Confirmation of second tranche of job losses at Microsoft as fewer than 1,000 employees laid off amid worsening economic outlook
Microsoft has continued to cut costs, after a company spokesman confirmed a second round of job cuts at the software giant.
On Monday, Axios reported that Microsoft internally announced layoffs across multiple divisions. There was no official confirmation of the number of staff who turned in their P45s, but Axios (citing an unnamed source) reported that the layoffs amounted to less than 1,000 people.
The layoffs appear to have come at a variety of levels, teams, and parts of the world at the tech giant.
A Microsoft spokesperson confirmed that the company had laid off additional workers as the software maker’s revenue is expected to decline, thanks to lower sales of Windows PC licenses, CNBC reported.
“Like all companies, we regularly assess our business priorities and make structural adjustments accordingly,” a Microsoft spokesperson told CNBC. “We will continue to invest in our business and hire in key growth areas in the coming year.”
It should be noted that these latest job cuts come three months after Redmond announced a round of layoffs affecting less than 1 percent of employees in early July.
Those job losses in early July were described as part of an annual structural adjustment, which Microsoft says is routinely carried out every summer.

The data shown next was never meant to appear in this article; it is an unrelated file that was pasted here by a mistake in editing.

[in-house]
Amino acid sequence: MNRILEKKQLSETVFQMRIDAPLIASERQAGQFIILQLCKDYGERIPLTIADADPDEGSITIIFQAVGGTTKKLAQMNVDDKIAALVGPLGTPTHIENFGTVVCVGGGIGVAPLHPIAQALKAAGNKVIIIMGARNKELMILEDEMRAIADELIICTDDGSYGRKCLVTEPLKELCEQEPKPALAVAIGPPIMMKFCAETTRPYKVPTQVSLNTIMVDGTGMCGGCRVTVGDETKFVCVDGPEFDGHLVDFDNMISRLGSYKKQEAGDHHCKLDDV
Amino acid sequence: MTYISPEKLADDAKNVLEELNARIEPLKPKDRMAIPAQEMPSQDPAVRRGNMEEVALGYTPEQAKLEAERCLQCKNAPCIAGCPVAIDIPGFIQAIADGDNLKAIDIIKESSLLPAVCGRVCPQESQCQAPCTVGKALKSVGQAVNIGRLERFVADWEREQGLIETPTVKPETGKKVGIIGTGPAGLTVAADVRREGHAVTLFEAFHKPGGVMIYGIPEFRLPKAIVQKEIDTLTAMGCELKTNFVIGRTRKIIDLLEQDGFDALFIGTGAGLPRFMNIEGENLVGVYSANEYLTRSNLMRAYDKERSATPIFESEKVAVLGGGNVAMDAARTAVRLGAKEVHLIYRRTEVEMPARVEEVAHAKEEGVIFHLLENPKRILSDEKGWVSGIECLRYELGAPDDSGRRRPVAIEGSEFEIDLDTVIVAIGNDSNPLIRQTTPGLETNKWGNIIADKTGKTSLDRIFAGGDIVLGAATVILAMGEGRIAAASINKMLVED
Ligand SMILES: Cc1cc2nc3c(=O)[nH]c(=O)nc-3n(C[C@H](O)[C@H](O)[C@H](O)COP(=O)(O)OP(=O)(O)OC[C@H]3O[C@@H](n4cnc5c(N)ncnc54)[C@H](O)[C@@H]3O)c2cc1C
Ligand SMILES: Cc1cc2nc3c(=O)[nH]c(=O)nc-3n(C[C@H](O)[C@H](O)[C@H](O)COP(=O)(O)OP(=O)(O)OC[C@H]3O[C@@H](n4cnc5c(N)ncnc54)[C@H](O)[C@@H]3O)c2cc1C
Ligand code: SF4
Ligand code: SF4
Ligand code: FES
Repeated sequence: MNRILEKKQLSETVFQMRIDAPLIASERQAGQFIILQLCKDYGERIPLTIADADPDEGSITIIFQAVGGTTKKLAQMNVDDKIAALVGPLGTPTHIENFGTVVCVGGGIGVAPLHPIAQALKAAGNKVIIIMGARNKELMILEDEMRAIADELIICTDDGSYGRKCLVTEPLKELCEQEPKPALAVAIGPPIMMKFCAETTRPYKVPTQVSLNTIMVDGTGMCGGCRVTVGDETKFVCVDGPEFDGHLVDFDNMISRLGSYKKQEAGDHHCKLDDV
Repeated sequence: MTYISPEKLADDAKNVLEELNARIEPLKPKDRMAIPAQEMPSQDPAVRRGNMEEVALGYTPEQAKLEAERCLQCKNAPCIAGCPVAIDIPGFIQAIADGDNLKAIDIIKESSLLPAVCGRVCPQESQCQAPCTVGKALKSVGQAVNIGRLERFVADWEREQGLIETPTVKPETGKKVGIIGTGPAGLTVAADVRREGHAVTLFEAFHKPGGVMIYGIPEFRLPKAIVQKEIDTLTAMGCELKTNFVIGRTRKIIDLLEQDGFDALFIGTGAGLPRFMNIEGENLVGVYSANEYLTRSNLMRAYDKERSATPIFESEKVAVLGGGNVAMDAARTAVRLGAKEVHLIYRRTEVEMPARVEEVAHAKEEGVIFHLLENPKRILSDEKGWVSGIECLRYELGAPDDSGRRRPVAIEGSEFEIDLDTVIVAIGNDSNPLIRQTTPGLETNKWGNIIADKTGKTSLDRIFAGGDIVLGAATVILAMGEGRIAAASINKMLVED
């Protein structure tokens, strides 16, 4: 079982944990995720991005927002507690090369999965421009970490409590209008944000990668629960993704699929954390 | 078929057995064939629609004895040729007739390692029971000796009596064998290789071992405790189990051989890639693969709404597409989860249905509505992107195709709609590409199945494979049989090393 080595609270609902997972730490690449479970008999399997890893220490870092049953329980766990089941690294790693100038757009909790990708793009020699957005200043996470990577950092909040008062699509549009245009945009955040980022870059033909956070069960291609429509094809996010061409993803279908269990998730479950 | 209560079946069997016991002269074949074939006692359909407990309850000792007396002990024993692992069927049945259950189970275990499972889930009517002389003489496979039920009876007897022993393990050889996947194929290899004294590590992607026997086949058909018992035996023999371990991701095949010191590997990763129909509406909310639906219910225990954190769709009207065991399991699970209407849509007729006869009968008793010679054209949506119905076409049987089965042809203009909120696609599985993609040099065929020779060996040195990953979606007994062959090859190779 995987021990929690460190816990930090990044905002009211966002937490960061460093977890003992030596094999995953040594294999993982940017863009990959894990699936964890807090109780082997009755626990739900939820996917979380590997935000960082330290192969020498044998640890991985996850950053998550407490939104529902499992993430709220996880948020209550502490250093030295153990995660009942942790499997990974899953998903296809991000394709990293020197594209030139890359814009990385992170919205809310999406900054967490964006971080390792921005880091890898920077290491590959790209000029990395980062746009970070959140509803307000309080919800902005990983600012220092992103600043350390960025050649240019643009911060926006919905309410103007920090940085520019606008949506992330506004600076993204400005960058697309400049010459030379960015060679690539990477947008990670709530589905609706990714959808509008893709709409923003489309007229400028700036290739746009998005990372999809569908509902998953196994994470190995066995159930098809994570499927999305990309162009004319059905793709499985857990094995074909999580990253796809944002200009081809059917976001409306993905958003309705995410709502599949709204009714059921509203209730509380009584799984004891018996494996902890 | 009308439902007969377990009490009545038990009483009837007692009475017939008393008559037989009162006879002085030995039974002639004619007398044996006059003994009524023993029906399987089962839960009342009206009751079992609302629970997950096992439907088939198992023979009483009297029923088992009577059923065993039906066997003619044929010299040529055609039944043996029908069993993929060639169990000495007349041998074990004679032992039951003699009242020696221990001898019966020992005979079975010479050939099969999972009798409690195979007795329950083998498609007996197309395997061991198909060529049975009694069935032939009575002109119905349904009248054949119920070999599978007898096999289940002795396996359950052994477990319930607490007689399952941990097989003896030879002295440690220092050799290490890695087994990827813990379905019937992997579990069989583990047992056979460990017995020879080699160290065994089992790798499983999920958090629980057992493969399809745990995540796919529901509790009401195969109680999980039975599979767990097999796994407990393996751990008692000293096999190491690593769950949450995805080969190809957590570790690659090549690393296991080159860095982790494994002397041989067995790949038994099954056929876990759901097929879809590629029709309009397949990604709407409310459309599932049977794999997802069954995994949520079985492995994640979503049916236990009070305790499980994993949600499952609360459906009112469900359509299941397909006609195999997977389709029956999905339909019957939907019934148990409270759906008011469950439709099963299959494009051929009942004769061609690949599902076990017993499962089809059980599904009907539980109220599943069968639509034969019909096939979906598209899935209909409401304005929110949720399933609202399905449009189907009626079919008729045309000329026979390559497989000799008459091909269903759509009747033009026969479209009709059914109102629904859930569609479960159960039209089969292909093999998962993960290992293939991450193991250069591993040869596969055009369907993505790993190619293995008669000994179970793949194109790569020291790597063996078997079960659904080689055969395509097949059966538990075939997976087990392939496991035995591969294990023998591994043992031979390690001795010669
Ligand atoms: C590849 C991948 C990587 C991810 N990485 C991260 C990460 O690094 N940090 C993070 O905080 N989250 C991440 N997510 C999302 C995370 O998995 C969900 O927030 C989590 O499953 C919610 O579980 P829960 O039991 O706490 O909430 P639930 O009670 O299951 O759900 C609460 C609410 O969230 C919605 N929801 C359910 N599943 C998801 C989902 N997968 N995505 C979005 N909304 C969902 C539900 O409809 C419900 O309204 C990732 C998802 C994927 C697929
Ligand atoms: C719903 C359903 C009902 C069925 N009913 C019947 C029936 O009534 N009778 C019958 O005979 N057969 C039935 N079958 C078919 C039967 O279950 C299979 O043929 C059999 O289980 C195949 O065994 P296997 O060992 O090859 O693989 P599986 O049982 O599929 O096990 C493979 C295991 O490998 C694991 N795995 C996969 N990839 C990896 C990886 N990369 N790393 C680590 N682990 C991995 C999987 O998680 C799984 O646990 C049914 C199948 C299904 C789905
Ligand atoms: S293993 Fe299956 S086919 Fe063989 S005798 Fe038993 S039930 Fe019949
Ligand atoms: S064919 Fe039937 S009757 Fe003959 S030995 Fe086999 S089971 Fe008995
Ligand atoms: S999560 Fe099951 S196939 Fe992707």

Then, later in July, it was reported that Microsoft had cut many vacant positions, including in its Azure cloud business and security software unit, as the economy continued to weaken.
Microsoft withdrew job postings from its cloud and security divisions, which have been performing well financially.
However, Microsoft confirmed that it would honor job offers that had already been made and make some exceptions for critical roles.
It came after a senior Microsoft executive warned management of the Windows and Office divisions in May this year to take a more conservative approach to hiring new people.
Microsoft is expected to announce its quarterly results on October 25, during which the true number of Microsoft job losses could be revealed.
Other tech players
However, Microsoft is not alone in downsizing or implementing hiring freezes.
Tesla has already restructured its operations and been cutting 10,000 jobs, after Elon Musk announced that he had a “super bad feeling” about the economy and planned to cut headcount by 10 percent and “pause all hiring around the world.” the world”.
In August, Apple laid off a group of people (mostly tech recruiters), in an apparent effort to slow hiring and curtail spending.
In July, Mark Gurman reported that Apple would not replace positions or add new staff in certain cases, citing people with knowledge of the matter.
Google CEO Sundar Pichai warned in July that Alphabet planned to slow hiring and consolidate investments until 2023.
Facebook parent Meta Platforms in July lowered its goal of adding software engineers this year from 10,000 to around 6,000 to 7,000.
Last month, Zuckerberg told Meta staff that the company would freeze hiring and “further restructure” amid an uncertain macroeconomic situation.